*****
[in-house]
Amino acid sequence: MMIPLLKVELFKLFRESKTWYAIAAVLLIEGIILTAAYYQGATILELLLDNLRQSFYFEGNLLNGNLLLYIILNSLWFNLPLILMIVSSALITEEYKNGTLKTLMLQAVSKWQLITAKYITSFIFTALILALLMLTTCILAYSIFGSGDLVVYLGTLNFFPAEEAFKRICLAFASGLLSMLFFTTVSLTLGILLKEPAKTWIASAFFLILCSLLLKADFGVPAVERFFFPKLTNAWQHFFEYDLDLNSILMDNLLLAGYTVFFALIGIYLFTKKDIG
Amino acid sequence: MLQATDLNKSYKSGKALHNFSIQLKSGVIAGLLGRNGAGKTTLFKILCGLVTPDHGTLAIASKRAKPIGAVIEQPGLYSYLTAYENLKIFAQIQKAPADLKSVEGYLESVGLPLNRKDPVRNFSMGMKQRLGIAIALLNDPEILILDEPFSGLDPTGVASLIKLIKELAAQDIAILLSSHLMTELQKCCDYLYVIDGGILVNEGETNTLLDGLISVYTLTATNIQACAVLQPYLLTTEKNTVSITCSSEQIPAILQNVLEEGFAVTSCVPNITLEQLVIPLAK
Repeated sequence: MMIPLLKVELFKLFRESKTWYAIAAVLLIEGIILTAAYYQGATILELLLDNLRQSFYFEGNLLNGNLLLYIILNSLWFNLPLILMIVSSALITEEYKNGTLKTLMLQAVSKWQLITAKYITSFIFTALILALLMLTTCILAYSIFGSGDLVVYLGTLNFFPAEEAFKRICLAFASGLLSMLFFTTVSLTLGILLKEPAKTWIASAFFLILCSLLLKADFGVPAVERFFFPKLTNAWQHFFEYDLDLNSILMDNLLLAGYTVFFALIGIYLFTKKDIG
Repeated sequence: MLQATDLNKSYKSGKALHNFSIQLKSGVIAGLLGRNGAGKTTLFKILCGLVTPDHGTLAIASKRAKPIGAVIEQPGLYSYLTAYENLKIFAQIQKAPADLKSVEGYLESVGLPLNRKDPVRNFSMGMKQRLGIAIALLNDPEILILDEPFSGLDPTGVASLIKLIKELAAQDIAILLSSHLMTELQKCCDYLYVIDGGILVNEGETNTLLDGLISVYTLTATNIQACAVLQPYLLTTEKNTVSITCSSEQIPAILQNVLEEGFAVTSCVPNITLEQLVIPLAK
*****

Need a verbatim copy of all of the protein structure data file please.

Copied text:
[in-house]
Amino acid sequence: MMIPLLKVELFKLFRESKTWYAIAAVLLIEGIILTAAYYQGATILELLLDNLRQSFYFEGNLLNGNLLLYIILNSLWFNLPLILMIVSSALITEEYKNGTLKTLMLQAVSKWQLITAKYITSFIFTALILALLMLTTCILAYSIFGSGDLVVYLGTLNFFPAEEAFKRICLAFASGLLSMLFFTTVSLTLGILLKEPAKTWIASAFFLILCSLLLKADFGVPAVERFFFPKLTNAWQHFFEYDLDLNSILMDNLLLAGYTVFFALIGIYLFTKKDIG
Amino acid sequence: MLQATDLNKSYKSGKALHNFSIQLKSGVIAGLLGRNGAGKTTLFKILCGLVTPDHGTLAIASKRAKPIGAVIEQPGLYSYLTAYENLKIFAQIQKAPADLKSVEGYLESVGLPLNRKDPVRNFSMGMKQRLGIAIALLNDPEILILDEPFSGLDPTGVASLIKLIKELAAQDIAILLSSHLMTELQKCCDYLYVIDGGILVNEGETNTLLDGLISVYTLTATNIQACAVLQPYLLTTEKNTVSITCSSEQIPAILQNVLEEGFAVTSCVPNITLEQLVIPLAK
Repeated sequence: MMIPLLKVELFKLFRESKTWYAIAAVLLIEGIILTAAYYQGATILELLLDNLRQSFYFEGNLLNGNLLLYIILNSLWFNLPLILMIVSSALITEEYKNGTLKTLMLQAVSKWQLITAKYITSFIFTALILALLMLTTCILAYSIFGSGDLVVYLGTLNFFPAEEAFKRICLAFASGLLSMLFFTTVSLTLGILLKEPAKTWIASAFFLILCSLLLKADFGVPAVERFFFPKLTNAWQHFFEYDLDLNSILMDNLLLAGYTVFFALIGIYLFTKKDIG
Repeated sequence: MLQATDLNKSYKSGKALHNFSIQLKSGVIAGLLGRNGAGKTTLFKILCGLVTPDHGTLAIASKRAKPIGAVIEQPGLYSYLTAYENLKIFAQIQKAPADLKSVEGYLESVGLPLNRKDPVRNFSMGMKQRLGIAIALLNDPEILILDEPFSGLDPTGVASLIKLIKELAAQDIAILLSSHLMTELQKCCDYLYVIDGGILVNEGETNTLLDGLISVYTLTATNIQACAVLQPYLLTTEKNTVSITCSSEQIPAILQNVLEEGFAVTSCVPNITLEQLVIPLAK